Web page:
Today’s post will finish the brief examination on what is sin, what is imputed sin, and how does it fit into a representative model. What role did Adam have in this? How are we connected with Adam? These questions will be examined in this section. The first part of this discussion can be found here.
There are three main explanations on the word sin or “hēmarton” in this passage [Romans 5:12-19]:
(1) It is active in its meaning and denotes the first sin of Adam and his posterity as a unity: his posterity being one with him by natural union or else by representation or by both together; (2) it is active in its meaning and denotes the first sin of each individual after he is born; and (3) it is passive in its meaning, signifying, either “to be sinful” or “to be reckoned as having sinned.”
Paul, unless he departed from the invariable Scripture us of the word hēmarton when he asserts that death as a just punishment, passed on to all men “because all sinned,” employs the word sinned actively. But if he did depart from the usual meaning of hēmarton, he would be the only inspired writer to do so; and this would be the only instance in his writings in which he does. Initially, man was created as enduring as the angels. Though some angels sinned, God did not impose the judgment of death upon them. Their judgment was of another form. The first angel to sin was not a federal head of the angels, nor is there among them any procreation with its problem of heredity. Therefore, there could be no parallel experience with respect to judgments from God for sin set up between the human race and the angels. No other man, not even Abraham, stood first in the generations of humanity nor did any other receive a divine commission to this unique responsibility. However, there is a perfect headship in the resurrected Christ over the New Creation. All typology in Adam respecting Christ is built on the fact of the two perfect headships. Nevertheless, the most illuminating passage (Heb 7:9-10) on the fact of federal headship concerns Abraham; which implies not only headship but that the offspring are seminally represented in the federal head and are divinely reckoned as having acted in the federal head. No one would claim that Levi consciously or purposefully paid tithes to Melchizedek, yet God declares that he did pay tithes. Likewise, no one will claim that each individual in Adam’s race consciously or purposefully sinned in Adam; yet there can be no doubt that God reckons that each member of the race sinned in Adam’s transgression. The same federal coaction asserted in the words “all sinned” is implied in 1 Corinthians 15:22, “For as in Adam all die.” Therefore, God sees only two men and each member of the race is either in Adam (the unregenerate) or in Christ (the regenerate).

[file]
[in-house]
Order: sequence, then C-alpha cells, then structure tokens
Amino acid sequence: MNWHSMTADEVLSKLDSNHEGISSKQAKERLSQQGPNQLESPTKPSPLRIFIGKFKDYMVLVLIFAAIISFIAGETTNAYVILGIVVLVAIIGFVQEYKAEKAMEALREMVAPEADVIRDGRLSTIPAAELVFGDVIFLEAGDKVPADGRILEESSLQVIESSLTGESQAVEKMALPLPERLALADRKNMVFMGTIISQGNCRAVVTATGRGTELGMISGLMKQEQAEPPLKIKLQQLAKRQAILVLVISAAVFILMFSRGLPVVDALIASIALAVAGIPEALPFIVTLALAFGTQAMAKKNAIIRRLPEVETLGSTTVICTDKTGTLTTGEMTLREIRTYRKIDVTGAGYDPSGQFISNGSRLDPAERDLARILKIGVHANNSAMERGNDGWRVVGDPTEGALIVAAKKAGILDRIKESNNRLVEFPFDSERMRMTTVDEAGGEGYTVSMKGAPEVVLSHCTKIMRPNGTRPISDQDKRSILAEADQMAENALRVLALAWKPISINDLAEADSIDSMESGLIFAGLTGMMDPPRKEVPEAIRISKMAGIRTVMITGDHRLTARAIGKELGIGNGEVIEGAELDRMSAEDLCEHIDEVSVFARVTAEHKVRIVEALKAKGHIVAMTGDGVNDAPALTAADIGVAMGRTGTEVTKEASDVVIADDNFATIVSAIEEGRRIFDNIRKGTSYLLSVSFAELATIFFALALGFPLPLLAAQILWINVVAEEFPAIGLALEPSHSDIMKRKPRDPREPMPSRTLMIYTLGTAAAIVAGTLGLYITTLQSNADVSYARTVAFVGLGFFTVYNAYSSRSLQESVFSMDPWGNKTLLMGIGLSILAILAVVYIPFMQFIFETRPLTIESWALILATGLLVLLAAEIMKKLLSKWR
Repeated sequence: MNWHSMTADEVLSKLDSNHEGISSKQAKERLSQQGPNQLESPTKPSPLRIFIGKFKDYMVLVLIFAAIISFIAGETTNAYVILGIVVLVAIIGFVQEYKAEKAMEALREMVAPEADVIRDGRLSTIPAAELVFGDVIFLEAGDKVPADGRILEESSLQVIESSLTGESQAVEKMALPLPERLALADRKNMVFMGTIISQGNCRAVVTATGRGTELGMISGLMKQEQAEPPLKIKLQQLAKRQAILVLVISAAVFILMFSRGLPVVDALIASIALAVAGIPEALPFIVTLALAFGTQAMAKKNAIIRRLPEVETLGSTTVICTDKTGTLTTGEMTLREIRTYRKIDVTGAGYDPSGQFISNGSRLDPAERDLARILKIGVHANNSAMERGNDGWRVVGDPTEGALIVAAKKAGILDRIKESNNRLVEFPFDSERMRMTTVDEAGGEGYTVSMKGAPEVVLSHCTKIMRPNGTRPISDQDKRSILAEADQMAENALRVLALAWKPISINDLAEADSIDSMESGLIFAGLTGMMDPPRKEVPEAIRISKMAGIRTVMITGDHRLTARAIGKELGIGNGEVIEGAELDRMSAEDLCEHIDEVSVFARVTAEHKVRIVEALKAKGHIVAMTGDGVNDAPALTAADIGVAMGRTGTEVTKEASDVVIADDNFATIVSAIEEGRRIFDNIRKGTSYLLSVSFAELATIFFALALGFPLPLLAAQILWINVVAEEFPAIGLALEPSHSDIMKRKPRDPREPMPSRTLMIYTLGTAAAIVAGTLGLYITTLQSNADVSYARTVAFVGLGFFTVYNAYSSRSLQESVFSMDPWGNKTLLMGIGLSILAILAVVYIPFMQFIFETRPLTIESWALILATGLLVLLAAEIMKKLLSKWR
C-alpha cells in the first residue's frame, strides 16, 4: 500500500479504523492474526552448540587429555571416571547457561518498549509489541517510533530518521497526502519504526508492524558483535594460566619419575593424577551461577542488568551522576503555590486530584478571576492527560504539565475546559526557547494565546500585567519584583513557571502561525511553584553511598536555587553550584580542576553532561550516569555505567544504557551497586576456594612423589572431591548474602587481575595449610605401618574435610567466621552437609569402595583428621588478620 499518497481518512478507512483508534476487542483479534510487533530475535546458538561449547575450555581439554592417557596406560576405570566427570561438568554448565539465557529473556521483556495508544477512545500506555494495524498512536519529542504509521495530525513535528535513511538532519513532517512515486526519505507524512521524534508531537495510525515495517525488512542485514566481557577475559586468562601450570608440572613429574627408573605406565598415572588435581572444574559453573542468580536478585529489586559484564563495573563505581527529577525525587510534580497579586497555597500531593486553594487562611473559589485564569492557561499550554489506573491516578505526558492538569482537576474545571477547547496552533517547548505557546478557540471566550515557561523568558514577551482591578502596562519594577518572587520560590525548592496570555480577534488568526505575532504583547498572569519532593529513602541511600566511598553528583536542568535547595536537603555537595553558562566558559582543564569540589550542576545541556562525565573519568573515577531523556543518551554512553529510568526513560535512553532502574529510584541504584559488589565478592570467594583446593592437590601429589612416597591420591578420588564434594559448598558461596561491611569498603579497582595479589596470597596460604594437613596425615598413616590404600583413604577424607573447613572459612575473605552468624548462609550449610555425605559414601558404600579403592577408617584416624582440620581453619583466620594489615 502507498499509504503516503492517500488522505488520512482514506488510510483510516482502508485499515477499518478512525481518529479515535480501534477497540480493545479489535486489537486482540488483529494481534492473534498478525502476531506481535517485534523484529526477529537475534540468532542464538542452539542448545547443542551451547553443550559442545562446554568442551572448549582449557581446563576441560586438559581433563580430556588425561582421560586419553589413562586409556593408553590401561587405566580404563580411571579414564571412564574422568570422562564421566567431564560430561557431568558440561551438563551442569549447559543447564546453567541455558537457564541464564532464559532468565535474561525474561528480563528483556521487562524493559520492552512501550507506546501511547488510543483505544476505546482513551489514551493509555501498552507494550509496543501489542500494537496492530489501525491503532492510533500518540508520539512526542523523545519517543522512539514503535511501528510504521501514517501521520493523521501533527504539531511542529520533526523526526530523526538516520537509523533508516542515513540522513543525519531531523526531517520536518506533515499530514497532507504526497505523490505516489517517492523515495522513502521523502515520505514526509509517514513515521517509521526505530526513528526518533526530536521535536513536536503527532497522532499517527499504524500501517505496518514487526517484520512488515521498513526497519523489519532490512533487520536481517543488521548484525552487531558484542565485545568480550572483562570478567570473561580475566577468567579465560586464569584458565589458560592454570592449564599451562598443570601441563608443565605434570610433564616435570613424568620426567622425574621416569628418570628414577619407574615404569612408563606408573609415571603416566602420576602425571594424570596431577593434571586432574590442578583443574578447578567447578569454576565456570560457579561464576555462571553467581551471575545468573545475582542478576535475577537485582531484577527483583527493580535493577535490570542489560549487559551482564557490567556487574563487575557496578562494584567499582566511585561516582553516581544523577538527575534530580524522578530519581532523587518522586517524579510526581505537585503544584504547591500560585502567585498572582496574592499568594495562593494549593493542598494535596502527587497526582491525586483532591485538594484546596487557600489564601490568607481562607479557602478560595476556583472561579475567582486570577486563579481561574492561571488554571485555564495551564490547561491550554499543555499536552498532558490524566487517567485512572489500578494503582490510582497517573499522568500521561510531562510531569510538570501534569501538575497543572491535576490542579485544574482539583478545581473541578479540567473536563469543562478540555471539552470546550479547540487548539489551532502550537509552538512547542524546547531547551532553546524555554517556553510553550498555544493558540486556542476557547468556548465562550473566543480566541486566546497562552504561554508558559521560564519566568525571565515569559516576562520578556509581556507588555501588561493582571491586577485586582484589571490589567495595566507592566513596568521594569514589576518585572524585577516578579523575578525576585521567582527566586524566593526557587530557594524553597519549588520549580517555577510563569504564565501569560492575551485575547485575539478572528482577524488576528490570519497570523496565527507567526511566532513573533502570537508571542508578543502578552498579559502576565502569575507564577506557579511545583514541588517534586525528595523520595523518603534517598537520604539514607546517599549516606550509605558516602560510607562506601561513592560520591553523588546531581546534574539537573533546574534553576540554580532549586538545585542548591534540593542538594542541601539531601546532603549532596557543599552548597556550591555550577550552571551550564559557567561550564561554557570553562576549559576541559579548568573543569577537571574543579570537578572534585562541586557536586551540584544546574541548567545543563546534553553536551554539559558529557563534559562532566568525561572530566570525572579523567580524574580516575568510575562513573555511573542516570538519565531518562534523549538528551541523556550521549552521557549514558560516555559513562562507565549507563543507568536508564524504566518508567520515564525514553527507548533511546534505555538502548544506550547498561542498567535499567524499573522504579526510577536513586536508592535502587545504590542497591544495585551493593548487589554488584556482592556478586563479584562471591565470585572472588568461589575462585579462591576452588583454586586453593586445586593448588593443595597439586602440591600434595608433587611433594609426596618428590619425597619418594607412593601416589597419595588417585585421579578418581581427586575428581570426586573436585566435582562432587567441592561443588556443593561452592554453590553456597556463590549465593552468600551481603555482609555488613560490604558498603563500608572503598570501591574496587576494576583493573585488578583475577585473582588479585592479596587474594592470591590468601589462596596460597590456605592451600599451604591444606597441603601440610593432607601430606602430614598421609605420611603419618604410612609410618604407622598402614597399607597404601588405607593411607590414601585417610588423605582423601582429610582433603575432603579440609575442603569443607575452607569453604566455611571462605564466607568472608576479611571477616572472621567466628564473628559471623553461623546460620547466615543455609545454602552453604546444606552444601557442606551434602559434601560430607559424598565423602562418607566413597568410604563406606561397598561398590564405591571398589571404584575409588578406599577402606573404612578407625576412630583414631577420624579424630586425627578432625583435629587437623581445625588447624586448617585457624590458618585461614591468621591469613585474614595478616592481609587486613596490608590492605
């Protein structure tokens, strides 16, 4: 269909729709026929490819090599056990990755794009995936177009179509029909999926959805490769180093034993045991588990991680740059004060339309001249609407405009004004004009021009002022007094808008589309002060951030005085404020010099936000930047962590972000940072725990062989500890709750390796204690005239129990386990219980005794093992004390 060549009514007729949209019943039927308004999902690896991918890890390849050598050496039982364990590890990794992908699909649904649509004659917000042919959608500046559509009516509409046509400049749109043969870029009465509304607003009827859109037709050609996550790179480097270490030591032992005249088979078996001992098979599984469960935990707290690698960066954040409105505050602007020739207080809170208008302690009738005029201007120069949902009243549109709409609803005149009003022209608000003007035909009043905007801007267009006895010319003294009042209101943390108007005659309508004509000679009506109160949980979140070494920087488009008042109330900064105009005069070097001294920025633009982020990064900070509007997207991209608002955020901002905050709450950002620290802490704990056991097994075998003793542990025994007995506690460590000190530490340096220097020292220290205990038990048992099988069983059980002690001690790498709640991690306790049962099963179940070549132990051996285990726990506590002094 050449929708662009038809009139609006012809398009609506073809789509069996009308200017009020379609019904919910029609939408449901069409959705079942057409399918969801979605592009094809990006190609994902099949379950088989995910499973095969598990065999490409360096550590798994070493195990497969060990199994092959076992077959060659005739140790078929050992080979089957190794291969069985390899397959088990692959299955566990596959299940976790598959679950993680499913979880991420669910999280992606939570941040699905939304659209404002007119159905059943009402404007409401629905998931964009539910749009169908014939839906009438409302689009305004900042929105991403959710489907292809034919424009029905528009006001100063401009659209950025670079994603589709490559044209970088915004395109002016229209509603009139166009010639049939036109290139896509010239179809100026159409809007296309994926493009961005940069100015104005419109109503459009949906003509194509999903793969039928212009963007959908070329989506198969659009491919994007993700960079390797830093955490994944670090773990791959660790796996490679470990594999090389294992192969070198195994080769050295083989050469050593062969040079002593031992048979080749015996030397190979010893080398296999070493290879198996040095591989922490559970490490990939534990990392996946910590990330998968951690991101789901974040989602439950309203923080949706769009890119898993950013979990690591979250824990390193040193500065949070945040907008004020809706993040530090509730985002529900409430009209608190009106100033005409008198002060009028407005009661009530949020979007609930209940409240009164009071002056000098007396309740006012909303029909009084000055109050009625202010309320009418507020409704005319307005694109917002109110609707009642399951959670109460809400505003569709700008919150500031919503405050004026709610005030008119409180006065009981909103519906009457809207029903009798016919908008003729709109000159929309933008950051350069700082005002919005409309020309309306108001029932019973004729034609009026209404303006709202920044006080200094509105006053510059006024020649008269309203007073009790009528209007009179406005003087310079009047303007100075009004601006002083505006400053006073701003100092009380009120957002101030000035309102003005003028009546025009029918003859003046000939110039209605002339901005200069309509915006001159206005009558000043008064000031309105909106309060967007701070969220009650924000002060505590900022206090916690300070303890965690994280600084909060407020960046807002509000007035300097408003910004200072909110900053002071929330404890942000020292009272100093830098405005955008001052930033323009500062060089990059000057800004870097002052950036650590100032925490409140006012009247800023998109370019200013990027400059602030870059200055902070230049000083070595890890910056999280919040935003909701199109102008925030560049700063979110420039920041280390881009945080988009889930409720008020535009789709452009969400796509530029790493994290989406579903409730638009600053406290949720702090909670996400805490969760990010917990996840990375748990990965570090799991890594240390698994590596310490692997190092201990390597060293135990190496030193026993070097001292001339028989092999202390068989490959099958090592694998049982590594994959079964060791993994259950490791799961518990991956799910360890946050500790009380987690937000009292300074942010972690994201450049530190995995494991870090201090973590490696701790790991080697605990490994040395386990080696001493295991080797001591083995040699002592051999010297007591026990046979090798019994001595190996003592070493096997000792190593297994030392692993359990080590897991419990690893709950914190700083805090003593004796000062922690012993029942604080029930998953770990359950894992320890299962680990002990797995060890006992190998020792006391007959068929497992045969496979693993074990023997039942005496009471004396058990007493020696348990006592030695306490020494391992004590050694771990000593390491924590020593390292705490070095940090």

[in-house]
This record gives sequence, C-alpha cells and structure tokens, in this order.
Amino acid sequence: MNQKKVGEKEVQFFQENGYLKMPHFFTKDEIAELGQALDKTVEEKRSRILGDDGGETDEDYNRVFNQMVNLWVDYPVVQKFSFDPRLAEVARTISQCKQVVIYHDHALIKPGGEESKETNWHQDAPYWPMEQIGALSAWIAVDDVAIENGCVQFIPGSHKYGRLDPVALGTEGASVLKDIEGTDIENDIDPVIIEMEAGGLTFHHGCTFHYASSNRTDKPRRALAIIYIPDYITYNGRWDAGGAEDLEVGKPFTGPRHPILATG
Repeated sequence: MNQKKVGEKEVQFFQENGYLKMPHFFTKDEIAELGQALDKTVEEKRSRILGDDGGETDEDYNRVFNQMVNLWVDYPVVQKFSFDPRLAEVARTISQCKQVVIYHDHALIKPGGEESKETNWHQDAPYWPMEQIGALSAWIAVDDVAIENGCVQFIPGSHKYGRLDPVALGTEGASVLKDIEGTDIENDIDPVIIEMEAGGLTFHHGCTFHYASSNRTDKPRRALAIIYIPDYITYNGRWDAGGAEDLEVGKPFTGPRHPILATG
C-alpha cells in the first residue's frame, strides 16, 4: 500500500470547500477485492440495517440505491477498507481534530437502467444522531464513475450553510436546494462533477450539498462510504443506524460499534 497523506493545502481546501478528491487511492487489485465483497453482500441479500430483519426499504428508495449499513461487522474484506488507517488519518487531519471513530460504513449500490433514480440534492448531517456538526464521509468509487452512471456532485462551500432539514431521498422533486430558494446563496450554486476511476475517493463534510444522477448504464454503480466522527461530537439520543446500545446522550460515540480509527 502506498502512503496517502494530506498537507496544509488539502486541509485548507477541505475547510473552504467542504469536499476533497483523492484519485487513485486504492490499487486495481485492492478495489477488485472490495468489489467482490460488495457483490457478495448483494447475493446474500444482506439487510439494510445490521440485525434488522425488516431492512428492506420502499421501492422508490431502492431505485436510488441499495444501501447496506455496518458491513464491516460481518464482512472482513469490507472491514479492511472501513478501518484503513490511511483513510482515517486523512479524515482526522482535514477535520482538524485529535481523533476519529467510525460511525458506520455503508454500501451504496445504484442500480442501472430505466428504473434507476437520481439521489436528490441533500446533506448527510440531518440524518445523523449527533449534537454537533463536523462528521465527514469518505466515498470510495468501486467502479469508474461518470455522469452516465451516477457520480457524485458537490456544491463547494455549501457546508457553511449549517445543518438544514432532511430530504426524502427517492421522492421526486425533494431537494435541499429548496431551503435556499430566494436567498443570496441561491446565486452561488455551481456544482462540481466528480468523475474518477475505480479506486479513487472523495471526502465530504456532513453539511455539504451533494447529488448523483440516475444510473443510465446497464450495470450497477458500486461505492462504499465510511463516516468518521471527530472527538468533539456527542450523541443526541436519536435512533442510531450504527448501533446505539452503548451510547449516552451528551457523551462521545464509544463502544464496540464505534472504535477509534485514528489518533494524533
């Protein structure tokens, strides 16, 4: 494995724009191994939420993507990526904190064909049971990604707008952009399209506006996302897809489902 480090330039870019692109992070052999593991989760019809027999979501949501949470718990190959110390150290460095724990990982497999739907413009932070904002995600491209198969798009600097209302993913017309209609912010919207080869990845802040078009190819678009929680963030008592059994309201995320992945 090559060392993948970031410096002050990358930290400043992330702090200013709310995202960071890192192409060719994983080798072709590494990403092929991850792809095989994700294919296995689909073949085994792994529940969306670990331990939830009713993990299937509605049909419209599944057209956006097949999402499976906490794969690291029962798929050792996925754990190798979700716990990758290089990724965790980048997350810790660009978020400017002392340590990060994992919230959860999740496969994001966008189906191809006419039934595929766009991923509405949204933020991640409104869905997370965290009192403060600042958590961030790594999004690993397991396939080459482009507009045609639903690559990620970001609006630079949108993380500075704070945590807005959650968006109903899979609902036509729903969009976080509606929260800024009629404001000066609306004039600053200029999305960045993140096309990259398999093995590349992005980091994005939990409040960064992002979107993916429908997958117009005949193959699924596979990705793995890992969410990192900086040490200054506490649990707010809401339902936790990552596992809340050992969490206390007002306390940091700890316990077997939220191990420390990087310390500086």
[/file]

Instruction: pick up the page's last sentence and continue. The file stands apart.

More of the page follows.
William G.T. Shedd, Dogmatic Theology, ed. A. W. Gomes, 3rd ed. (Phillipsburg, NJ: P & R Pub, 2003), 558.
 Ibid, 559.
 Chafer, Systematic Theology, 313.
 Ibid, 302.
 Ibid, 303.